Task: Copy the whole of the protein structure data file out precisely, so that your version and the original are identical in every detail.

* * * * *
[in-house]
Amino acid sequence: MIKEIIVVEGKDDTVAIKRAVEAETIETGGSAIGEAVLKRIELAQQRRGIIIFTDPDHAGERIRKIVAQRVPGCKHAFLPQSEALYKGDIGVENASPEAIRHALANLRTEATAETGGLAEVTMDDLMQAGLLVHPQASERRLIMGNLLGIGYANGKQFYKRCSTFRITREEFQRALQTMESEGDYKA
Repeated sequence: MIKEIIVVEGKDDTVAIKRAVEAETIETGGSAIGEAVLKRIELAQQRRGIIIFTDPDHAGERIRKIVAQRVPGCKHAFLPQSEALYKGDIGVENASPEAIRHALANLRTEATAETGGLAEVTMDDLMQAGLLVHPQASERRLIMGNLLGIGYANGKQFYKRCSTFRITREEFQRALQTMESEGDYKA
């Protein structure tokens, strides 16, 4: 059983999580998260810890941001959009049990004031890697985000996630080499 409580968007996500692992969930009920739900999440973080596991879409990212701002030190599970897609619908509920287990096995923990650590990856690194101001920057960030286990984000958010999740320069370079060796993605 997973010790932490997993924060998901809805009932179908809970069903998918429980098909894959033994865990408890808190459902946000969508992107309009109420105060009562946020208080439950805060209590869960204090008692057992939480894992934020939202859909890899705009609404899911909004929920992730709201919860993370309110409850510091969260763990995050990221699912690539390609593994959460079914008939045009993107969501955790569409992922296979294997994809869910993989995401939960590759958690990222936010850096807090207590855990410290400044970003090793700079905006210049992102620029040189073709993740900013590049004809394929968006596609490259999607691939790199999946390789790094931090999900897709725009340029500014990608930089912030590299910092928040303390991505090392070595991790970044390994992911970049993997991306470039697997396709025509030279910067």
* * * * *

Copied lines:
[in-house]
Amino acid sequence: MIKEIIVVEGKDDTVAIKRAVEAETIETGGSAIGEAVLKRIELAQQRRGIIIFTDPDHAGERIRKIVAQRVPGCKHAFLPQSEALYKGDIGVENASPEAIRHALANLRTEATAETGGLAEVTMDDLMQAGLLVHPQASERRLIMGNLLGIGYANGKQFYKRCSTFRITREEFQRALQTMESEGDYKA
Repeated sequence: MIKEIIVVEGKDDTVAIKRAVEAETIETGGSAIGEAVLKRIELAQQRRGIIIFTDPDHAGERIRKIVAQRVPGCKHAFLPQSEALYKGDIGVENASPEAIRHALANLRTEATAETGGLAEVTMDDLMQAGLLVHPQASERRLIMGNLLGIGYANGKQFYKRCSTFRITREEFQRALQTMESEGDYKA
């Protein structure tokens, strides 16, 4: 059983999580998260810890941001959009049990004031890697985000996630080499 409580968007996500692992969930009920739900999440973080596991879409990212701002030190599970897609619908509920287990096995923990650590990856690194101001920057960030286990984000958010999740320069370079060796993605 997973010790932490997993924060998901809805009932179908809970069903998918429980098909894959033994865990408890808190459902946000969508992107309009109420105060009562946020208080439950805060209590869960204090008692057992939480894992934020939202859909890899705009609404899911909004929920992730709201919860993370309110409850510091969260763990995050990221699912690539390609593994959460079914008939045009993107969501955790569409992922296979294997994809869910993989995401939960590759958690990222936010850096807090207590855990410290400044970003090793700079905006210049992102620029040189073709993740900013590049004809394929968006596609490259999607691939790199999946390789790094931090999900897709725009340029500014990608930089912030590299910092928040303390991505090392070595991790970044390994992911970049993997991306470039697997396709025509030279910067």